Faux finishes are a great way to add depth and interest to your walls. You can replicate the look of different materials with just some paint, tools, and time. Painted walls are much less expensive and much easier to maintain than some of the luxury materials that faux finishes evoke. Read on to learn more about how to create this kind of character in your own home!
This is probably the easiest type of faux finish; even if you’ve never painted anything before, you can master it easily and quickly. It’s especially suited for beginners because mistakes are easily camouflaged. You’ll need glaze paint in two to three (or more) complementary colors, and paint sponges. As always, it’s recommended to do a test patch.
Start by cleaning and prepping your wall, and priming it if necessary. Then dip your sponges lightly into your paints and press the paint onto the walls in a random pattern. The colors and sponge prints will blend together to bring depth and interest to your walls.
This kind of faux finish looks like fabric on your walls, but it’s really paint and glaze. It’s an elegant designer look that you can create in an afternoon and on a budget. You’ll need primer, a base coat of paint in your preferred color, a topcoat in a contrasting color, and acrylic glaze. The amount of contrast here is completely up to you – you can go for a discreet, subtle contrast or go all out. It’s highly recommended that you do a test patch first to make sure that the colors look just the way you want them to.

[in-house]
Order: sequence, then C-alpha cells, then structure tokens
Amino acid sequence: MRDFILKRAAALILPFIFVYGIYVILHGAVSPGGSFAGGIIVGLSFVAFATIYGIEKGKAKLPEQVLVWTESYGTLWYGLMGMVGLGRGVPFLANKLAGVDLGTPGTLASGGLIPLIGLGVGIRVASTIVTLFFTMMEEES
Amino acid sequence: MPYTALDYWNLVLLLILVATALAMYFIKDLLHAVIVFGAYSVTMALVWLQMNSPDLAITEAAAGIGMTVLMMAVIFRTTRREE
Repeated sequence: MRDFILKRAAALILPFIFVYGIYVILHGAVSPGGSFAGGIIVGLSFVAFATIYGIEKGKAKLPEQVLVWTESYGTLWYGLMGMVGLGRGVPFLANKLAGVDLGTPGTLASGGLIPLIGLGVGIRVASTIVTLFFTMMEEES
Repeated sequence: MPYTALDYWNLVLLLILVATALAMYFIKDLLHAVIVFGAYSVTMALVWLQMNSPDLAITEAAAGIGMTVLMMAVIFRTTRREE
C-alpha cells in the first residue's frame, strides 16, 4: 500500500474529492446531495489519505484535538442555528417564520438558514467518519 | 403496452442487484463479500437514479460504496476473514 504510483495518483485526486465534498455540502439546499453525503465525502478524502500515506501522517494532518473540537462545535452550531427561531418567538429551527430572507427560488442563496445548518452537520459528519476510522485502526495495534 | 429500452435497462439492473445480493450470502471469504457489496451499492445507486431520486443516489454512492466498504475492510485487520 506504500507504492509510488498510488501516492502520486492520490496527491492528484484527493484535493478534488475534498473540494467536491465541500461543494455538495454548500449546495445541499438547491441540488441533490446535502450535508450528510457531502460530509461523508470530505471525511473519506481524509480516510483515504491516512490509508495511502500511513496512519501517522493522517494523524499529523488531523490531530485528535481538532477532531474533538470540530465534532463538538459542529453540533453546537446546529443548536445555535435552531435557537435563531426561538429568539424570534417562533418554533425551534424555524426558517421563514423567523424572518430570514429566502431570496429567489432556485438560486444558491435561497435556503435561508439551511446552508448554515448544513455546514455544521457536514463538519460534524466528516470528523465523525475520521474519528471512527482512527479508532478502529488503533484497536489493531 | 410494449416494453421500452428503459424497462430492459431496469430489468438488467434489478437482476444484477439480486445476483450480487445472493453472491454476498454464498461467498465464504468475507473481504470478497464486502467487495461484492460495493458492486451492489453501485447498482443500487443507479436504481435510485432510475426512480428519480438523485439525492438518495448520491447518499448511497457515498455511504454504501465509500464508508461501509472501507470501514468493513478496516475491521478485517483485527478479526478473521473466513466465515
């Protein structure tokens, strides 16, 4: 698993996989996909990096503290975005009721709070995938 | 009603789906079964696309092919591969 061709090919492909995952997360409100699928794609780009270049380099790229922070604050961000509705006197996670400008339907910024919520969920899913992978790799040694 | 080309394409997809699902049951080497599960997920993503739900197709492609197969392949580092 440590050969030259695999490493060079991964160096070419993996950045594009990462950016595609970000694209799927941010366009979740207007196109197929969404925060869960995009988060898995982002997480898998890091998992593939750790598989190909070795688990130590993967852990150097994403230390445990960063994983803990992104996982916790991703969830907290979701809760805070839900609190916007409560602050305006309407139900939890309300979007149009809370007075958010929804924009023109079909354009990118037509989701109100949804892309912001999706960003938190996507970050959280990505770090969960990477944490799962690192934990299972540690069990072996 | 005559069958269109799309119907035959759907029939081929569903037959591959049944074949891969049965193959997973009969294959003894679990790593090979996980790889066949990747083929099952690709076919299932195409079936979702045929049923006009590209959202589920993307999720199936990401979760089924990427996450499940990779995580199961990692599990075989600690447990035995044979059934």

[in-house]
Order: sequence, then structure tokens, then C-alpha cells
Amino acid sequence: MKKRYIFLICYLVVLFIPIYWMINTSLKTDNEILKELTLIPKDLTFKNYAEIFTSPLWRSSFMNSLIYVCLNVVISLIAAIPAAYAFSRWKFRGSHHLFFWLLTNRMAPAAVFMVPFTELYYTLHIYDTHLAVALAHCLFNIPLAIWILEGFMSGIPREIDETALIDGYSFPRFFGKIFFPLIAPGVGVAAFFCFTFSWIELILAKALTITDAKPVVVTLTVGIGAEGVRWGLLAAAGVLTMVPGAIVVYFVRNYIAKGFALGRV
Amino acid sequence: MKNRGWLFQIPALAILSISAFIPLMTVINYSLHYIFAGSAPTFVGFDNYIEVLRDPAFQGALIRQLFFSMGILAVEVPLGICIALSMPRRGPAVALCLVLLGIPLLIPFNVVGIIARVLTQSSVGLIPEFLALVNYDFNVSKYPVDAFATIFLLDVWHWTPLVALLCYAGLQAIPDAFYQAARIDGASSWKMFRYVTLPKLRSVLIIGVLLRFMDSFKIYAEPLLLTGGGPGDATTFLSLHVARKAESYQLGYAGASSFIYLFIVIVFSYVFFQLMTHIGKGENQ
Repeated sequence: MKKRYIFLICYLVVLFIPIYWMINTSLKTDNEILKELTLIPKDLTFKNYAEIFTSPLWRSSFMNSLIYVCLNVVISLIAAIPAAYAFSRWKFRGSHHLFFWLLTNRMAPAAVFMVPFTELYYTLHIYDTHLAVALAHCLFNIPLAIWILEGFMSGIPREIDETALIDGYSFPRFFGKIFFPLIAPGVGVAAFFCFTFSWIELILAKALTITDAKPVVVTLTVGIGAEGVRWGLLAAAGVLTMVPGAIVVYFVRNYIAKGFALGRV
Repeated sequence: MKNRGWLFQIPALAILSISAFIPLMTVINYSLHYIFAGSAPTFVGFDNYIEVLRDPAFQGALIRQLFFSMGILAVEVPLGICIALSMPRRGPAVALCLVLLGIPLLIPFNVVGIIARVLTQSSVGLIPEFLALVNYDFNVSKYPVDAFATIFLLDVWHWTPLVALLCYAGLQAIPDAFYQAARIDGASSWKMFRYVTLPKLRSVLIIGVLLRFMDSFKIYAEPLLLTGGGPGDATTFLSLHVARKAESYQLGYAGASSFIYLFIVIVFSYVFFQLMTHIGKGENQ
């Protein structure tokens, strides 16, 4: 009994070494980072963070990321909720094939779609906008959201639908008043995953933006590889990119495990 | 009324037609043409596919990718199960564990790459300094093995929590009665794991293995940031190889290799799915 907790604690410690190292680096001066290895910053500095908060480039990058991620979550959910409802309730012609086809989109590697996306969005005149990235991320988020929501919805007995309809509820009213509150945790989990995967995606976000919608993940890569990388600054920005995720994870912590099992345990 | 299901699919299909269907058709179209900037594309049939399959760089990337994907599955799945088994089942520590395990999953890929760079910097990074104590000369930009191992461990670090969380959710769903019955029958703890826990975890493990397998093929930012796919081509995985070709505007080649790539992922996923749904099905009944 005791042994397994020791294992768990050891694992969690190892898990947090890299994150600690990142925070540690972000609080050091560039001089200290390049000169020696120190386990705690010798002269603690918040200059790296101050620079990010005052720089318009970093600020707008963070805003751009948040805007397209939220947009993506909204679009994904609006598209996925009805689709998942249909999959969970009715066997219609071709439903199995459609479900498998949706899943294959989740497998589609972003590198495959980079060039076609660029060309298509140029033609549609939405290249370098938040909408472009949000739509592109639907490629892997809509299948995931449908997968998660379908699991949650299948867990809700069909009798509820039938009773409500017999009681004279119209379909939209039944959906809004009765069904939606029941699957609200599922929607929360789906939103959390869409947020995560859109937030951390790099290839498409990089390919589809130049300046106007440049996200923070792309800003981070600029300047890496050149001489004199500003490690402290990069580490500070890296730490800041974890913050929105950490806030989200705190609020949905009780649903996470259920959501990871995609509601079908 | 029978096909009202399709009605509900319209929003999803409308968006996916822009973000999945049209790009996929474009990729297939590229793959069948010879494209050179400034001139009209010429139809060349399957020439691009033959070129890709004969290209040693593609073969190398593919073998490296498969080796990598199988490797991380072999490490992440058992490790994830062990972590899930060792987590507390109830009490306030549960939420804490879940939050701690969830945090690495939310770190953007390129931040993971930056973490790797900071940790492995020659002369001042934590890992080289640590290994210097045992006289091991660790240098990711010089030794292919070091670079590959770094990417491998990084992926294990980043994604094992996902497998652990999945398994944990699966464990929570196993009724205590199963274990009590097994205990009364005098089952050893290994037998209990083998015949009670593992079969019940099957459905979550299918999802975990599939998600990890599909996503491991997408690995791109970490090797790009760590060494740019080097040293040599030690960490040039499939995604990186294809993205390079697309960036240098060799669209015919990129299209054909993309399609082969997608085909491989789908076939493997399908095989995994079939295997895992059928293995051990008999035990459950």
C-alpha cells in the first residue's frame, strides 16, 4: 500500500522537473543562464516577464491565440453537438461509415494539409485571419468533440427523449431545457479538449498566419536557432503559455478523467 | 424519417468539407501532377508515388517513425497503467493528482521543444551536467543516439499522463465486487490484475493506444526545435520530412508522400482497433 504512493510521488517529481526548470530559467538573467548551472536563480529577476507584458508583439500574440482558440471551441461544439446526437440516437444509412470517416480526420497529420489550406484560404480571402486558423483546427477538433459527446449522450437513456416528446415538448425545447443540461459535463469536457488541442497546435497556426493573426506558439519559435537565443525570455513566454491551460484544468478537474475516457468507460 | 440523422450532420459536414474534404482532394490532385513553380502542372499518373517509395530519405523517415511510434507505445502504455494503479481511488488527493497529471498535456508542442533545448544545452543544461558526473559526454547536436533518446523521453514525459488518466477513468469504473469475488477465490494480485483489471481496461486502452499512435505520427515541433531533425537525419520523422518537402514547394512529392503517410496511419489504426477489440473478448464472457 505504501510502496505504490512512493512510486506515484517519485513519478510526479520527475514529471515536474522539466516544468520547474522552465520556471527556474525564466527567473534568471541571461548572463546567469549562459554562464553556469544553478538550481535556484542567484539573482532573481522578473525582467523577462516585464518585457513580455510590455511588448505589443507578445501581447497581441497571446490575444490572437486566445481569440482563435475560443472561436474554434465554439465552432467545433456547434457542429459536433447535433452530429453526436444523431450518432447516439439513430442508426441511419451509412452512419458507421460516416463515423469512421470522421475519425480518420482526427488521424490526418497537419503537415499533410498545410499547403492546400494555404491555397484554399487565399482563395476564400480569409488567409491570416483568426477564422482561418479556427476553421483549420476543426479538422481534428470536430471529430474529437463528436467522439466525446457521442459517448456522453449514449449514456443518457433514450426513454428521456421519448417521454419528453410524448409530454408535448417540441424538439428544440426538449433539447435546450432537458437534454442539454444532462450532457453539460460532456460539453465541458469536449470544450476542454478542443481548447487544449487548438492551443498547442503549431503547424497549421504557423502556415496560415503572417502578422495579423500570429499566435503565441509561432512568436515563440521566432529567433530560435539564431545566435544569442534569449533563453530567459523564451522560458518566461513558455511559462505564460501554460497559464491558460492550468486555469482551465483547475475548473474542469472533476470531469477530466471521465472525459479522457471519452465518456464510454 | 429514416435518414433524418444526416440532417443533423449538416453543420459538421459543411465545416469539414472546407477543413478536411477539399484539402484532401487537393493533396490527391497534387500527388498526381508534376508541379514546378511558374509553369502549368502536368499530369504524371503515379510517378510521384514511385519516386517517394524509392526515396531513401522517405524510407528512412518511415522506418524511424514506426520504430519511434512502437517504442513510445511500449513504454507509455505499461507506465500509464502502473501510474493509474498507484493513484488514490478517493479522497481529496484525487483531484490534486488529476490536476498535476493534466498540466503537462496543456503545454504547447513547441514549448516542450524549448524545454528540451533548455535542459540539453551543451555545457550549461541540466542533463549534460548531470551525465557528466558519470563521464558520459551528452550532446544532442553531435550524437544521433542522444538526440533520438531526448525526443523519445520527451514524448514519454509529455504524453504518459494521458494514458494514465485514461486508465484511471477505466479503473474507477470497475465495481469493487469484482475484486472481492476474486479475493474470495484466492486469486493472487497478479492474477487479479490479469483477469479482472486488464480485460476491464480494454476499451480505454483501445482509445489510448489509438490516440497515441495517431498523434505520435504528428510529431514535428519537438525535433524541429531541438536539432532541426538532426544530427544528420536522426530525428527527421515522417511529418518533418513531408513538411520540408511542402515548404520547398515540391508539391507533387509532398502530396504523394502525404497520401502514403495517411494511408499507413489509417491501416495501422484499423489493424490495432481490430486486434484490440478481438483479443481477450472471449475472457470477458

Start by prepping the wall(s) and priming them. Paint the wall with the base coat, and let it dry completely. Then mix up four parts glaze to one part of the topcoat paint. Apply the glaze/paint mixture in a three- to four-foot section. Take a stiff-bristled paintbrush or wallpaper brush, and drag it from top to bottom of the section that you’ve glazed. This will create a texture similar to linen.
As with the other faux finishes we’ve explained here, you’ll want to select two complimentary colors of paint (satin or semi-gloss work best). You’ll also need crackle medium, a paint roller, and your supplies of choice for prepping and priming. We recommend doing a small test patch to make sure the colors work together as expected, and that they look good in different lighting conditions.
Prep the wall and prime it if necessary. Then apply your base coat and let it dry. Apply the crackle media with a roller and let it dry as well. You can also use a paintbrush if you prefer; this generally creates more dramatic and directed cracks. After the crackle has dried, then apply the top coat of paint. Work quickly, because the crackling will begin almost immediately and if you go back to an area that has crackled, you’ll risk erasing the cracks and/or pulling the crackle finish off the wall.